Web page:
Welcome to the fourteenth day of the 2019 Love Blog Challenge! Today’s prompt is Cooperation. Check out the announcement post for all the prompts and rules this month. You can still join the link-up for yesterday’s topic, Changes.
My sweet husband is once again blogging for me! As a creative solopreneur who works from home, I don’t have the same perspective that Dan does on cooperation in the workplace. He’s worked in a few different offices over the years, so he’s sharing his wisdom with my blog readers!
“No man is an island entire of itself; every man is a piece of the continent, a part of the main.”
I’m not much of a poet, but occasionally I find poetry that expresses an idea so well, I can never hope to match the sentiment. Glossing over the gendered language (a product of the 1600s and the Christian background of the author), I think this is a truism that applies to humanity in general. We do not and should not survive on our own.
As much as I believe in the strength and the value of self-reliance of the individual, nothing we value in modern society can be created alone. Sure, individuals have made incredible contributions, but they did so standing on the shoulders of prior efforts. They did so with support of other people, both past and present. The more connected and cooperative we are with other people, the better society gets.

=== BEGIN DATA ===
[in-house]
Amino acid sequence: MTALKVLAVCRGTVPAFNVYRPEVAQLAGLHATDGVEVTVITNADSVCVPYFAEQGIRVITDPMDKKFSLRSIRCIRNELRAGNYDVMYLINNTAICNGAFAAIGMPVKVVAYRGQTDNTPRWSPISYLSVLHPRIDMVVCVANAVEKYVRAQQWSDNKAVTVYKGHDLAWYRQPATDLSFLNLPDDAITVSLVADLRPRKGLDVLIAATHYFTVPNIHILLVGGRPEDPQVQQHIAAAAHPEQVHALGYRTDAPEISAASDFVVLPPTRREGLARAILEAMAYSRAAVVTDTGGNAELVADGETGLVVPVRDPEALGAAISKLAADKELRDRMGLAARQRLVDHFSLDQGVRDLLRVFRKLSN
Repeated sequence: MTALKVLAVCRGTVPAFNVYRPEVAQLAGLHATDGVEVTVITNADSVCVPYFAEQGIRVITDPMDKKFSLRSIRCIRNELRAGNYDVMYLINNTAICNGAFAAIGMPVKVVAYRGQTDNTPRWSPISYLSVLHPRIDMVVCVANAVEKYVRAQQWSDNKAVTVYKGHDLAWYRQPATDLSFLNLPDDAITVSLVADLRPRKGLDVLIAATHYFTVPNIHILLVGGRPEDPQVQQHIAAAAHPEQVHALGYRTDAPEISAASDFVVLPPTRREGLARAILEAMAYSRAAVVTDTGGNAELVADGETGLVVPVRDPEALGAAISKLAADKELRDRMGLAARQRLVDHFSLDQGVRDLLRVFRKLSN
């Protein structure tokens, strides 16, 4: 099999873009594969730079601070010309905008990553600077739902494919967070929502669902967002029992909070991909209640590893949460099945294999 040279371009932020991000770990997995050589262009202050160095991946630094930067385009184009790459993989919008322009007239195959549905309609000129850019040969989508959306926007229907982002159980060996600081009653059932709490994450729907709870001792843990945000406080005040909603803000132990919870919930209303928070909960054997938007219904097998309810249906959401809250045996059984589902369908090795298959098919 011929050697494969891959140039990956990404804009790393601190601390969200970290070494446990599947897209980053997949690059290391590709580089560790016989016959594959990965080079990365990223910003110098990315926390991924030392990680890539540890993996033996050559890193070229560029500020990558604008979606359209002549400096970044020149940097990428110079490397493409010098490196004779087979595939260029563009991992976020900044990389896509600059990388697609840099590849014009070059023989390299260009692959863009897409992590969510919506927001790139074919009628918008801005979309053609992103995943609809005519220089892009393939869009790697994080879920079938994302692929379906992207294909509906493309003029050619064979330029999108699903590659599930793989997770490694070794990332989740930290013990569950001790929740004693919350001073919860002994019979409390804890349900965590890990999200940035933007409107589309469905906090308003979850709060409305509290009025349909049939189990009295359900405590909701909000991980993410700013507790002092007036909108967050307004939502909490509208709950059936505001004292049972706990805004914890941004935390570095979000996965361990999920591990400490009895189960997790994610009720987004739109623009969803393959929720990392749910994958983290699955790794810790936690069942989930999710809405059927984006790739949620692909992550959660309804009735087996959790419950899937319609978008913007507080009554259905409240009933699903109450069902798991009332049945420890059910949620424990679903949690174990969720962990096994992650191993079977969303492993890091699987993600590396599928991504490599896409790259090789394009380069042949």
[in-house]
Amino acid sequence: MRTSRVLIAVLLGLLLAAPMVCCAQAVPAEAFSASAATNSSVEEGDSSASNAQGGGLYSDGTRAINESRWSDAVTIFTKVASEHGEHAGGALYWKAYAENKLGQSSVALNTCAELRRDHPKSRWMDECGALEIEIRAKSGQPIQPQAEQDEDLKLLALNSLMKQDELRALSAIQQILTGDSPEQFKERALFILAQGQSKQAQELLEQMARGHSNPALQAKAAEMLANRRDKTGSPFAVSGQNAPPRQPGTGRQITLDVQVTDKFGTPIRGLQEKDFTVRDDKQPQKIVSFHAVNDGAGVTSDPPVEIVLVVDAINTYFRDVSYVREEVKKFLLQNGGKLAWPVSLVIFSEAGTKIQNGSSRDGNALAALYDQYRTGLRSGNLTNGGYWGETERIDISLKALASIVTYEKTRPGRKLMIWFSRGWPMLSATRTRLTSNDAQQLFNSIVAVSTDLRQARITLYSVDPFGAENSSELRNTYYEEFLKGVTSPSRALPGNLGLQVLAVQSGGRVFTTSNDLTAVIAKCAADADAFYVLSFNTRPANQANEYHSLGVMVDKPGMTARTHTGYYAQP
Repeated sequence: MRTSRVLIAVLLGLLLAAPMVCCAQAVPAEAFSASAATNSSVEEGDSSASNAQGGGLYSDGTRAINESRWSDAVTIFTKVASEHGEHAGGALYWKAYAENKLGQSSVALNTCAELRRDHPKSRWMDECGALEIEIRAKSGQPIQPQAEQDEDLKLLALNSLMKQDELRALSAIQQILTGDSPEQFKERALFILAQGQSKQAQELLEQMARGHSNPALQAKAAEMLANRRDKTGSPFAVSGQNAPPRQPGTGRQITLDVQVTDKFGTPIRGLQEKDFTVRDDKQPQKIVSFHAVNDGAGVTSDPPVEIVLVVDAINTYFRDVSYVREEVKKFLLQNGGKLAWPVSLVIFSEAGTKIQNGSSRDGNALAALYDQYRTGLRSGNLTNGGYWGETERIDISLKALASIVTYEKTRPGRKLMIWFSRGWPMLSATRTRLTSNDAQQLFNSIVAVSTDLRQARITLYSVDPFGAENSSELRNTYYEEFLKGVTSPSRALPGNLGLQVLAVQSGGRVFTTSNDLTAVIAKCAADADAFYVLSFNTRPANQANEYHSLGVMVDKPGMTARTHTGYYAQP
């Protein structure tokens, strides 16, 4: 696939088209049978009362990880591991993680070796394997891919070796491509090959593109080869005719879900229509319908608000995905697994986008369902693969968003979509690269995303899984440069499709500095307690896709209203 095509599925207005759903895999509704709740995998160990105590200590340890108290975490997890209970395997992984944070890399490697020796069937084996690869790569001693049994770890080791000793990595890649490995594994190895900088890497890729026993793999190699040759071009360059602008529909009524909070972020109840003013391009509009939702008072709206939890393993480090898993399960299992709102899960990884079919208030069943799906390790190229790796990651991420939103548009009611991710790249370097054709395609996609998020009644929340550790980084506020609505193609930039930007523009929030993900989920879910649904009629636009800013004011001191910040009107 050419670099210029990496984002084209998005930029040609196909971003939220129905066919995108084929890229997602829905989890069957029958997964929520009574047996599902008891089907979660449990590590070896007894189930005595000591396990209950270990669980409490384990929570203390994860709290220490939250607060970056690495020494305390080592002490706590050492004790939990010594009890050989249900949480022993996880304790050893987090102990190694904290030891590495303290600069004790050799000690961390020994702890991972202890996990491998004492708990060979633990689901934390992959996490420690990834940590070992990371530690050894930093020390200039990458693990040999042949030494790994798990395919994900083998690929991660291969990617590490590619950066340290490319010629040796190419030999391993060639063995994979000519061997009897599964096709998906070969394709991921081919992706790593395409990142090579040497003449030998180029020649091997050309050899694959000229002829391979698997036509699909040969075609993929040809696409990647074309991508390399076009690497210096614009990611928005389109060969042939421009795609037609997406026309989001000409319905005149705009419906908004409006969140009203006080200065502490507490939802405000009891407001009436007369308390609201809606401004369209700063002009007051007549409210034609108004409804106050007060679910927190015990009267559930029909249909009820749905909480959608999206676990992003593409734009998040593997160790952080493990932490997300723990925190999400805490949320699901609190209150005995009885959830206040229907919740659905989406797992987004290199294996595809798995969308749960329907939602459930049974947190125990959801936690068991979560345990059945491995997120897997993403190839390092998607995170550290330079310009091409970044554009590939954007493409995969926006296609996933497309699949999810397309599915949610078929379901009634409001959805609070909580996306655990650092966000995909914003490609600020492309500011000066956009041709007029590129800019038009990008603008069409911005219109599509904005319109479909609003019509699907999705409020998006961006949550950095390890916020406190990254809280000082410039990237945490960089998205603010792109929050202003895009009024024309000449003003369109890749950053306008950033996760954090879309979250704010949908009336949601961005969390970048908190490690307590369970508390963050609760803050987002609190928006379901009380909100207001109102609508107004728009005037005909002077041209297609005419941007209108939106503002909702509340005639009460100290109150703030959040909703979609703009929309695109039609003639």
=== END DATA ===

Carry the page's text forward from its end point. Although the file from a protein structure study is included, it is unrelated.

But cooperation isn’t just people working together–it’s people wanting to work together. Unfortunately, many people are stuck working with people with whom they don’t necessarily want to work.
People can still work together when they’d rather not, but it feels like the benefits of cooperation don’t necessarily exist in that sort of situation.
So what can you do to encourage cooperation?
We don’t always get to choose who we work with, and you don’t need to enjoy working with everyone. But you can choose to change your perspective on working with people who annoy you. You can improve the cooperation of the team.
How to Encourage Cooperation
This advice applies to teams of any size, be it a team of two on a class project or a team of twenty in the office. The bigger the team, the more complicated the cooperation can get, but the more beneficial it can be in the end.
1) Establish preferred methods of communication.
Find out how people prefer to communicate. See if there is some shared way to get your message across. Some people prefer phone calls while others like to text. Some people prefer emails, and some people want to hold meetings. I’m sure there are low-tech people out there who even want everything in writing on a piece of paper.
There are advantages and disadvantages to each method of communication. Figure out your own communication style, and then try to adapt your preference to improve the exchange of information. This will improve collaboration between people.
Let’s say you prefer email while another person prefers phone calls. You could call them first with a summary of information, promising to follow-up with an email. Then send the email with the full details.